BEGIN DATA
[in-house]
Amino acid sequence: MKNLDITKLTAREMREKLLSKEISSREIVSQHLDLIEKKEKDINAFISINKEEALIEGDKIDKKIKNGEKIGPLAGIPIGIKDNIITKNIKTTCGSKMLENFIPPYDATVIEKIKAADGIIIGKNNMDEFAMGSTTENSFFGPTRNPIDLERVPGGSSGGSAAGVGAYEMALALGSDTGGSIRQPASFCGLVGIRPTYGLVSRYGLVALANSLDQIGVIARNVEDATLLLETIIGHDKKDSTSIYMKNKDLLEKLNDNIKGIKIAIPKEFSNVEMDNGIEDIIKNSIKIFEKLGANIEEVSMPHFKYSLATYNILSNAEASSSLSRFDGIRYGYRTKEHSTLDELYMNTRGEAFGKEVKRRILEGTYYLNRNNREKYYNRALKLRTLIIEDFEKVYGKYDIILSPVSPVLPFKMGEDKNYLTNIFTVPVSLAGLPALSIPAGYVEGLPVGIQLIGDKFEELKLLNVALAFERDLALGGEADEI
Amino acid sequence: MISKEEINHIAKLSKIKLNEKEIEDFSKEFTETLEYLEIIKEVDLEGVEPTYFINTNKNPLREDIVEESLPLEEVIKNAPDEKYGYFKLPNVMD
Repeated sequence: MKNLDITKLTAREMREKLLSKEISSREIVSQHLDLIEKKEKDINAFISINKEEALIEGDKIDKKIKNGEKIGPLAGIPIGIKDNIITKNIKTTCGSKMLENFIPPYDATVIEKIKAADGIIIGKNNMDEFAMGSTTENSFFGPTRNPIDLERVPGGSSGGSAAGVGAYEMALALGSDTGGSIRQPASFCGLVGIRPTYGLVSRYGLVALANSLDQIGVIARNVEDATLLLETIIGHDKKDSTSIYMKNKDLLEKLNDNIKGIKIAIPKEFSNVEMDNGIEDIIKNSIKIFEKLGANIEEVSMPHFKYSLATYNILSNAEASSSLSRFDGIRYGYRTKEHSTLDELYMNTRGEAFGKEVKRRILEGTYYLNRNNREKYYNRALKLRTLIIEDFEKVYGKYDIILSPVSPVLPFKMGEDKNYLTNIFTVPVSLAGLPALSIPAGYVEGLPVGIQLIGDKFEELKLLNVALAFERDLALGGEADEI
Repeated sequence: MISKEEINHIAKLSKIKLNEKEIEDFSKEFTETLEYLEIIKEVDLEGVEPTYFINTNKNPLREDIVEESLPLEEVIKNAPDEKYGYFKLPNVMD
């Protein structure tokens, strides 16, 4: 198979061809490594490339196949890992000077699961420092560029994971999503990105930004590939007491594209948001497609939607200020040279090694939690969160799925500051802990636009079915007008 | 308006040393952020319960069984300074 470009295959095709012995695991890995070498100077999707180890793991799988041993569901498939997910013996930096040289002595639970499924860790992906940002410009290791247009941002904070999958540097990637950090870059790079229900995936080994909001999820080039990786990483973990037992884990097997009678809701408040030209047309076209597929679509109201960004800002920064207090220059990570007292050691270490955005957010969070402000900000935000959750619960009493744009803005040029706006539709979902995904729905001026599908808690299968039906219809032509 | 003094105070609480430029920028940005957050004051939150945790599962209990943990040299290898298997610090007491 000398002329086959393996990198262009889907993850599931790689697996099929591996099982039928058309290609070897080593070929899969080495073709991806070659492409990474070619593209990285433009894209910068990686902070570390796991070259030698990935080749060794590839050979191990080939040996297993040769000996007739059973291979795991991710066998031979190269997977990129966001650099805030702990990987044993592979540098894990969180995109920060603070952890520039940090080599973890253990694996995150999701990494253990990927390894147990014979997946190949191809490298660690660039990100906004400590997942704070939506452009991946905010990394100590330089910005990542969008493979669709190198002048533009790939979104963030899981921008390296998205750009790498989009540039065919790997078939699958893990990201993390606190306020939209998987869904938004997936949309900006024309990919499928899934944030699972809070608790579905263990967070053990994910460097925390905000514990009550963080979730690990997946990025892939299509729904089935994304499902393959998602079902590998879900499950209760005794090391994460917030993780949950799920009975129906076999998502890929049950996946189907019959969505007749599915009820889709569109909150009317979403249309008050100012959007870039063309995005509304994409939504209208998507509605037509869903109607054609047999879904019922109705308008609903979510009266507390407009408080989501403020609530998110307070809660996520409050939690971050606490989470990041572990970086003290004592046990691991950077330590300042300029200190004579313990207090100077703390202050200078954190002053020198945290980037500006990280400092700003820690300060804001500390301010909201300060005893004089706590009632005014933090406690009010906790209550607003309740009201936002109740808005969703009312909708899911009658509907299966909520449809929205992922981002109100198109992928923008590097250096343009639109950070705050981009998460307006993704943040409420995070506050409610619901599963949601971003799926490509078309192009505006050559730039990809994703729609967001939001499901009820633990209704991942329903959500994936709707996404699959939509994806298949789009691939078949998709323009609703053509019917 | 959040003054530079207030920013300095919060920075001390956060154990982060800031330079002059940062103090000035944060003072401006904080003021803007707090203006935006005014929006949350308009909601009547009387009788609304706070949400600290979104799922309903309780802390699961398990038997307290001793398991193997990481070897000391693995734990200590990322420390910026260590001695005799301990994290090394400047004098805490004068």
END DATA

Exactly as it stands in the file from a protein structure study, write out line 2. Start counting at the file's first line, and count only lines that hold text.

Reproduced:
Amino acid sequence: MKNLDITKLTAREMREKLLSKEISSREIVSQHLDLIEKKEKDINAFISINKEEALIEGDKIDKKIKNGEKIGPLAGIPIGIKDNIITKNIKTTCGSKMLENFIPPYDATVIEKIKAADGIIIGKNNMDEFAMGSTTENSFFGPTRNPIDLERVPGGSSGGSAAGVGAYEMALALGSDTGGSIRQPASFCGLVGIRPTYGLVSRYGLVALANSLDQIGVIARNVEDATLLLETIIGHDKKDSTSIYMKNKDLLEKLNDNIKGIKIAIPKEFSNVEMDNGIEDIIKNSIKIFEKLGANIEEVSMPHFKYSLATYNILSNAEASSSLSRFDGIRYGYRTKEHSTLDELYMNTRGEAFGKEVKRRILEGTYYLNRNNREKYYNRALKLRTLIIEDFEKVYGKYDIILSPVSPVLPFKMGEDKNYLTNIFTVPVSLAGLPALSIPAGYVEGLPVGIQLIGDKFEELKLLNVALAFERDLALGGEADEI